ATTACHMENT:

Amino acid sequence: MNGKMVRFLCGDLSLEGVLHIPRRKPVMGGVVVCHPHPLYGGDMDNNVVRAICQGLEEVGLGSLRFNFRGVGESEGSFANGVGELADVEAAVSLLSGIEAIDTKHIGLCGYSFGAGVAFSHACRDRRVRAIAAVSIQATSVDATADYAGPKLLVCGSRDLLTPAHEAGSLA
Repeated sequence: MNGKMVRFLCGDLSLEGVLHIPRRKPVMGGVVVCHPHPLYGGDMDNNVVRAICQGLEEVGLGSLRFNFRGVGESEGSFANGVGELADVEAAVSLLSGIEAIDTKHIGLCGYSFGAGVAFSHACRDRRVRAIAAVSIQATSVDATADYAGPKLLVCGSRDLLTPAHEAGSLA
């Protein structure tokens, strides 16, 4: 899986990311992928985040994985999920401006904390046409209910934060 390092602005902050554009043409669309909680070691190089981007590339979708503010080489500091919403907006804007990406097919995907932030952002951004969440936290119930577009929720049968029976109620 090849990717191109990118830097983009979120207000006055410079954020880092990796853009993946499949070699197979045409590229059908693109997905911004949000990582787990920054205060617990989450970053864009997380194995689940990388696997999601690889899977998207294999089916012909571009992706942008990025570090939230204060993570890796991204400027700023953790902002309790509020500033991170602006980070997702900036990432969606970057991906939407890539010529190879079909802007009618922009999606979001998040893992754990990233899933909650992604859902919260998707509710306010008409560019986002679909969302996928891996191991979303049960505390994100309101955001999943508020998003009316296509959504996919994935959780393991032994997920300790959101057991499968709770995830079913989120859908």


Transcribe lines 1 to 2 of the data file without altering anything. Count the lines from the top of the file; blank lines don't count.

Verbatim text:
Amino acid sequence: MNGKMVRFLCGDLSLEGVLHIPRRKPVMGGVVVCHPHPLYGGDMDNNVVRAICQGLEEVGLGSLRFNFRGVGESEGSFANGVGELADVEAAVSLLSGIEAIDTKHIGLCGYSFGAGVAFSHACRDRRVRAIAAVSIQATSVDATADYAGPKLLVCGSRDLLTPAHEAGSLA
Repeated sequence: MNGKMVRFLCGDLSLEGVLHIPRRKPVMGGVVVCHPHPLYGGDMDNNVVRAICQGLEEVGLGSLRFNFRGVGESEGSFANGVGELADVEAAVSLLSGIEAIDTKHIGLCGYSFGAGVAFSHACRDRRVRAIAAVSIQATSVDATADYAGPKLLVCGSRDLLTPAHEAGSLA